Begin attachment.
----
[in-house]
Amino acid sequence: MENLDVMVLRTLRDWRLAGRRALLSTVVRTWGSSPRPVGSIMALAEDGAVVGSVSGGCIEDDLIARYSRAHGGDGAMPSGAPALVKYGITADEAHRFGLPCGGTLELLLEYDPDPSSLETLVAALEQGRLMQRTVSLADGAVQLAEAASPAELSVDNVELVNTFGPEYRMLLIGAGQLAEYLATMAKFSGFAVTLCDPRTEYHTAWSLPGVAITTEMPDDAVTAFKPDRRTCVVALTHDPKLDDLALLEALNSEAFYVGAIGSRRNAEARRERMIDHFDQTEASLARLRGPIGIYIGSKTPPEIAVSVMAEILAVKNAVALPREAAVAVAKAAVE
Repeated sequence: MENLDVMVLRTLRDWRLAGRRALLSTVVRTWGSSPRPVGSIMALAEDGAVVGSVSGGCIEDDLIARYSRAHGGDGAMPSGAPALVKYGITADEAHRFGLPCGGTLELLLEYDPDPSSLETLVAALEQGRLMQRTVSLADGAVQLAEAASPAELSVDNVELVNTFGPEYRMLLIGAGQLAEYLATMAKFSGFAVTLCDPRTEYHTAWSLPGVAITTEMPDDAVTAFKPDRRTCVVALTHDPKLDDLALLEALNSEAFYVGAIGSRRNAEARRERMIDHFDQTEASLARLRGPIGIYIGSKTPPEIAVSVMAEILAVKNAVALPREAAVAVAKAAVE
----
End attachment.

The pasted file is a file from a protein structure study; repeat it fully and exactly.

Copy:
[in-house]
Amino acid sequence: MENLDVMVLRTLRDWRLAGRRALLSTVVRTWGSSPRPVGSIMALAEDGAVVGSVSGGCIEDDLIARYSRAHGGDGAMPSGAPALVKYGITADEAHRFGLPCGGTLELLLEYDPDPSSLETLVAALEQGRLMQRTVSLADGAVQLAEAASPAELSVDNVELVNTFGPEYRMLLIGAGQLAEYLATMAKFSGFAVTLCDPRTEYHTAWSLPGVAITTEMPDDAVTAFKPDRRTCVVALTHDPKLDDLALLEALNSEAFYVGAIGSRRNAEARRERMIDHFDQTEASLARLRGPIGIYIGSKTPPEIAVSVMAEILAVKNAVALPREAAVAVAKAAVE
Repeated sequence: MENLDVMVLRTLRDWRLAGRRALLSTVVRTWGSSPRPVGSIMALAEDGAVVGSVSGGCIEDDLIARYSRAHGGDGAMPSGAPALVKYGITADEAHRFGLPCGGTLELLLEYDPDPSSLETLVAALEQGRLMQRTVSLADGAVQLAEAASPAELSVDNVELVNTFGPEYRMLLIGAGQLAEYLATMAKFSGFAVTLCDPRTEYHTAWSLPGVAITTEMPDDAVTAFKPDRRTCVVALTHDPKLDDLALLEALNSEAFYVGAIGSRRNAEARRERMIDHFDQTEASLARLRGPIGIYIGSKTPPEIAVSVMAEILAVKNAVALPREAAVAVAKAAVE